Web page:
Over the weekend, I was reading this month’s cover story in Wired magazine The Future of Money: It’s Flexible, Frictionless and (Almost) Free. The story made me reflect on how money transfer has really gone digital. Some of these technologies online have made really convenient though we continue to use bank accounts and credit cards for traditional financial transactions, and increasingly paypal for online transactions.
Then, I began reflecting on another aspect of money exchange – Forex remittances – that hasn’t quite undergone the same revolution. A Non Resident Indian (NRI) and member of the global expatriate community, I have had my share of travails when it comes to foreign exchange remittances. This includes sending money from UK to India when I lived there, converting pound sterling savings to US dollars when I moved across the pond, occasional remittances from the US to India, remittances from Canada to the US and India when I was working there and last year from my Swiss Bank account to the US along with and some remittances to India when I worked in Switzerland. In case you are wondering, there is hardly much glamour or intrigue to a “Swiss Bank” if you happen to live and work there.
I must admit, almost every currency exchange transaction and remittance had left me feeling I was being shortchanged by the system. Banks at both ends of transaction – my transmitting bank and the receiving bank – wanted a “small” slice of my remittance pie; and so did other middlemen/exchanges through which my money passed. Add to this the uncertainty of exchange rates that change by the minute and the average remitter can be left wondering about the gain/loss he could have had. Of course, banks do agree to ‘lock’ rates for you at the time of transfer, but do so at a hugely discounted rate leaving the consumer to wonder if he wants to take the ‘risk’ of exchange rate shift or go with a predictable, albeit lower rate now?
I guess I am not alone in the remittances saga. Sanket Mohapatra writes in the Worldbank blog that “Inward private transfers reached $27.5 billion in the first half of the current fiscal year, a 4.3 percent increase on a year on year basis.” Hundreds of thousands of fellow expats, immigrants may be in the same boat as me, if not worse.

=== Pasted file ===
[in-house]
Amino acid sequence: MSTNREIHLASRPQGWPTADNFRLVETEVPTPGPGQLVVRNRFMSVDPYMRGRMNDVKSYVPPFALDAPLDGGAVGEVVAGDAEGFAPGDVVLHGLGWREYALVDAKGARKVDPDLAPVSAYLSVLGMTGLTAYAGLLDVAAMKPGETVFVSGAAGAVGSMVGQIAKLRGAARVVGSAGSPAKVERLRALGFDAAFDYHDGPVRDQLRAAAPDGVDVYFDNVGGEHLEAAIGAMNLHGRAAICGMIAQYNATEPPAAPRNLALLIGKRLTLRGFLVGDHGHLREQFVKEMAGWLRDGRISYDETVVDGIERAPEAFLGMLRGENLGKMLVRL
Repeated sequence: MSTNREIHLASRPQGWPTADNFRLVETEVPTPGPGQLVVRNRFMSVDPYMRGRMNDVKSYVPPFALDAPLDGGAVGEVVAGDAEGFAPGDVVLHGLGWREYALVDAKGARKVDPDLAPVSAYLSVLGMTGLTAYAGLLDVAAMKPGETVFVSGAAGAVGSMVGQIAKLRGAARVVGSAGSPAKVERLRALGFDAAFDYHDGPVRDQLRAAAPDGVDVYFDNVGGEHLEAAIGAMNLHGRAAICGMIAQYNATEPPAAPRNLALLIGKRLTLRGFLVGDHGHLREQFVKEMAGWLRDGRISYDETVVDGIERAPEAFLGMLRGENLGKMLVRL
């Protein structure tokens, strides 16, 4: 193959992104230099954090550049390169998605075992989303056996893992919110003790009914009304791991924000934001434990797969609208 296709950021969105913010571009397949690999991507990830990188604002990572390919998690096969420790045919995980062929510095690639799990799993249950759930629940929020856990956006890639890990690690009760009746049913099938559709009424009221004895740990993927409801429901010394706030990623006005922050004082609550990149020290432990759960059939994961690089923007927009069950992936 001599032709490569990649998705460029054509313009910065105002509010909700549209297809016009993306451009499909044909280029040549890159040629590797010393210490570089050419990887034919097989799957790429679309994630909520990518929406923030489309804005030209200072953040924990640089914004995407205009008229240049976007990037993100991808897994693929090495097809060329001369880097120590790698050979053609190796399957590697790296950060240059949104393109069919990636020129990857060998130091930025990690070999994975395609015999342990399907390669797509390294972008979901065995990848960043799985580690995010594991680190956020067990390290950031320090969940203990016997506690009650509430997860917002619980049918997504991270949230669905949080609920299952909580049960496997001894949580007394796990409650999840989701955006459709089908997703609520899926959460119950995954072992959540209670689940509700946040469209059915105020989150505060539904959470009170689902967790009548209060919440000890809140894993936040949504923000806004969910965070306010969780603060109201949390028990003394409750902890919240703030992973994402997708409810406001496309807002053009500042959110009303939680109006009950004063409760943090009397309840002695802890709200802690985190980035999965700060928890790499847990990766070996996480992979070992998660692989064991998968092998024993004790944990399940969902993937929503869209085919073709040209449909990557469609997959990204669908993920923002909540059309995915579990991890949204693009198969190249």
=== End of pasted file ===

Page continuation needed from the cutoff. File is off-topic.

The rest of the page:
For smaller transactions, say a few hundred dollars, Western Union and other moneygram services charge a hefty fee. Of course, they provide convenience: outlets at malls, supermarkets and even post offices.
Banks from China, India, Mexico and other countries with large expat populations realize the potential of this lucrative clientale. Many of these banks have established subsidiaries in the US, Canada, UK, Europe, Australia, middle east and elsewhere and also operate branches there. The idea is to target expat populace with ‘familiar’ brands. Why do you think ICICI pays bollywood icon Shahrukh Khan a boatload of money to have his face plastered on banners and adverts in Canada, or youtube? Which to me is a bit delusional: Walk into an ICICI bank in Canada and you soon realize that they operate as a ‘Canadian’ bank, just like TD Bank or Scotia bank, and have very little to do with ICICI ‘back home.’ I remember going to a State Bank of India (SBI) branch in San Jose, California a few years ago to request the manager to attest a document that had to be sent to my SBI branch in Bangalore. The expat Indian manager politely informed me that since this was an American branch of SBI, he was not authorized to attest a document for use in India.
Bottomline: For the average consumer who probably remits money overseas once or twice a year, the market continues to hugely inefficient and fragmented. Though there are several “online” service providers that promise to shave off the currency exchange fee and offer ‘attractive’ exchange fee, hardly anything is set in stone. A common excuse is that the actual exchange rate is calculated only after the funds have cleared, which could take days if not more depending on the speed of your wire transfer and funds clearance.
While I focus on the consumer dimension to money transfer, I am sure the banks, brokers and others have to answer to governments and regulatory agencies. There are whole gamuts of issues that come to play including local, national and international regulations on money laundering, Laws on taxes, anti terrorism etc etc.
Which brings us back to Daniel Roth’s article: can the Future of foreign exchange transfers for consumers become Flexible, Frictionless and (Almost) Free? Probably not anytime soon!